Ever since we left the Garden, we’ve had to rely on stories—be they myth or fairy tale—to provide us with a description of reality to orient us on how to be and behave. Prior to the Fall, as unthinking beings, we had the surety of our animal instincts to guide us with direct knowledge of the way things were and how to act appropriately. After the Fall we became beings of 2 minds, split into the mind that knows without thinking and the mind that thinks incessantly, generating newer and newer myths and stories—descriptions of reality to live and act by. The dominating myths of our times are created by Science, with its descriptions of reality that are believed to be objective and true.
The Shamans of Ancient Mexico went so far as to call the thinking mind a foreign installation, an actual entity that has taken up residence inside us for its own nourishment. Like all descriptions of reality, this description too is a story, the foreign installation a metaphor highlighting the impersonal nature of our chattering minds. That foreign installation has generated its picture of the world based on stories inherited and constantly generated by the internal dialogue within us.
We are a species addicted to our stories. We constantly crave stories—in books, movies, or oral traditions—to provide us with a sense of security, an identity, a framework, a world within which to grasp and live the totality of what we are. In turn, we are constantly catered to by a worldwide web of stories—news that frames and organizes our world—our dissociated instinctual selves finding outlets in the latest tales on the world stage or the latest thriller in the theatre. The spin doctors weave their tales, like salespeople catering to our need for a story to bring us peace and order, or an outlet for frustration, boredom, and depression.
In the healing field of psychology, clients are encouraged to build new narratives to find meaning in their lives. Unprocessed experience, like trauma, is fit into a narrative to make it more palatable, digestible, as if a new story can put the raw truth to rest. However, not all experience fits neatly into a story.
The fact is, our species is in peril because our stories simply aren’t true anymore. In fact, I believe we are at an evolutionary crossroads that demands that we step beyond the story and into full exposure and reconciliation with what is—without story, without metaphor. Look to the recent exposure of sexual abuse cases of children, and how we care not to know the full details. Instead, we hope they are not true; we hope that a different story will emerge. But healing will only come when we learn to accept what is.
President Obama steps into his second term largely freed of the need to uphold stories, dated myths of who we are and where we are. He can now point to the truth of global warming, the legitimacy of social programs, the real needs of woman and gay people, and the true inequality of our financial system. We need to be a world that can stand in and be with the truth now. We need to allow ourselves to reconnect with our ancient minds, the mind that speaks softly and dispassionately, with dead-on accuracy. This is the mind that can be in the presence of the full truth, that can guide us to healing, without story. In the groundlessness of direct experience, as we face our old stories and myths, the knowing that emerges is not just another story, but a documentary of the truth. In the groundlessness of no story we grasp the real truth and allow it to be fully experienced, fully known, and then finally filed away in the annals of life lived, tension fully released and resolved.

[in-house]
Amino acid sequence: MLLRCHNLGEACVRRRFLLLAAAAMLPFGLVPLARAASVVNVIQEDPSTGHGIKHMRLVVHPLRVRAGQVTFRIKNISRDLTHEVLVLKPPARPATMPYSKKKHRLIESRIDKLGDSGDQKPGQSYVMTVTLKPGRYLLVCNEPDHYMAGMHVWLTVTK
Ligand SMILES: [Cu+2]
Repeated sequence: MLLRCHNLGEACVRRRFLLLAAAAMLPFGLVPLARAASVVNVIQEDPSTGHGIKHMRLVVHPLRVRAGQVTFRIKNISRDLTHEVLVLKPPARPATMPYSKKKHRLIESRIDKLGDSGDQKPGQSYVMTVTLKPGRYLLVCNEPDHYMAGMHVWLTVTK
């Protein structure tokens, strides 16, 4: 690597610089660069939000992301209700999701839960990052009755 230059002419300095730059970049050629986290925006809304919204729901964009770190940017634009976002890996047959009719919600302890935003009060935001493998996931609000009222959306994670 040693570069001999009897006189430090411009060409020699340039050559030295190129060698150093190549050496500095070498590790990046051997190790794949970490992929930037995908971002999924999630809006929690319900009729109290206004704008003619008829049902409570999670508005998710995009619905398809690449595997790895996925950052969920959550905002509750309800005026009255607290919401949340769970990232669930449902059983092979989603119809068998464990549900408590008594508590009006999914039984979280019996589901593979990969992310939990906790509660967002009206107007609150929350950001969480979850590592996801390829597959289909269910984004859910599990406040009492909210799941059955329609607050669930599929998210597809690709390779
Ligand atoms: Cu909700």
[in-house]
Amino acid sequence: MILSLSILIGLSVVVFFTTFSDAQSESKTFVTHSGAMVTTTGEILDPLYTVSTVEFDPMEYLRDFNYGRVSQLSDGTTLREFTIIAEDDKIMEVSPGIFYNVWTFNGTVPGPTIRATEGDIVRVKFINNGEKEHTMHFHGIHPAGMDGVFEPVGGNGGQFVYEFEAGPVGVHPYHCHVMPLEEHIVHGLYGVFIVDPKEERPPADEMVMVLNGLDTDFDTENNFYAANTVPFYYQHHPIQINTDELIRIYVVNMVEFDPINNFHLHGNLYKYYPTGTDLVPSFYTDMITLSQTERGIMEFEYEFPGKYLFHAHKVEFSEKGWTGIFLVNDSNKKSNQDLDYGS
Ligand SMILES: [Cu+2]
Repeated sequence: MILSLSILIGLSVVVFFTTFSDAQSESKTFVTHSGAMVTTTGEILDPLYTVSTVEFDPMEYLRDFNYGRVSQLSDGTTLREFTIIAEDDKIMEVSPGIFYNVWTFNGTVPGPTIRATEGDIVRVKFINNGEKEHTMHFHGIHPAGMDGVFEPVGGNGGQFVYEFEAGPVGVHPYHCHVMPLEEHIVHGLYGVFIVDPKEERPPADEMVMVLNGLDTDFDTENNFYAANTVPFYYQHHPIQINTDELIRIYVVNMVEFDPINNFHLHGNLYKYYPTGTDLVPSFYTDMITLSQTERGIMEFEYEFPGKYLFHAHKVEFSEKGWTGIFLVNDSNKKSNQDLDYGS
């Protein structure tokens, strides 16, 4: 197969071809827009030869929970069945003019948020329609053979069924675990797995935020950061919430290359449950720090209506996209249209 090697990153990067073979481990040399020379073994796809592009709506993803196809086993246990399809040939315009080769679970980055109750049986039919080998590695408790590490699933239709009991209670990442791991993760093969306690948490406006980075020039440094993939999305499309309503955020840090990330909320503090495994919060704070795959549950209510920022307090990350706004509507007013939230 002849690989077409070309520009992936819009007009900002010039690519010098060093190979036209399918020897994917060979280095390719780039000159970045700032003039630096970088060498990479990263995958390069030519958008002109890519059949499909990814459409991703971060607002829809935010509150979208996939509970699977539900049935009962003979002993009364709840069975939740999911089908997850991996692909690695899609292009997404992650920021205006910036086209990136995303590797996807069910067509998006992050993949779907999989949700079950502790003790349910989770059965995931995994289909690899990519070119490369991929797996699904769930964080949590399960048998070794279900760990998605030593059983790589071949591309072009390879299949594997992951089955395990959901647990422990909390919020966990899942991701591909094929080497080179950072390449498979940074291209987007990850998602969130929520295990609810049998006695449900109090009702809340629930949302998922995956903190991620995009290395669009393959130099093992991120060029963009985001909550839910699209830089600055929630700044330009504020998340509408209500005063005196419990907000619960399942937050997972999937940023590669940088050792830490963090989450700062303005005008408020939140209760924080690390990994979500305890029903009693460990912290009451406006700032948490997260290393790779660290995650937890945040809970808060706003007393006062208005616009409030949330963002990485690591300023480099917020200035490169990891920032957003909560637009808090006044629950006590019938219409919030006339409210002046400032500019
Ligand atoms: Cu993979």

We have the opportunity to resolve our wounded psyches and bodies in the same groundless, storyless manner. In the case of trauma, we must allow ourselves to encounter what was, as it was, without framework, without the story we’ve always told ourselves. Our present self must be able to stand in the full presence of the traumatic event and breathe through it, without shutting down, allowing the full experience to be admitted, our personal docudrama acceptable for what it truly is. Our knowing mind leads us to full healing as the old myths fall away, no longer needed to hold us together. In the presence of this knowing mind, the adult present self merges in love with all its formerly splintered truths. We evolve into beings no longer needing two minds. We emerge as journeyers of one true mind, fully equipped for the adventure, without the weight of story.
Is that not Buddha beneath the bodhi tree at the moment of enlightenment—a being with full awareness without story—launched? Is that not the Shaman on the precipice of the definitive journey into infinity—a fully recapitulated being without attachment to story, a being with continuity and full awareness, perched for flight? Is that not like President Obama turning back to look out over the crowds at his inauguration, taking in the truth of a sight he will never experience again? Standing in his own truth, while others stream past him as if he were not even there, he releases that story and, having completed his backward glance of recapitulation, turns to face the future.
We all have the opportunity to face the truths of our two minds, to release our stories and stand in the truth of what is. Traumatized or not, it’s time to heal in a new way.
Recapitulating without story,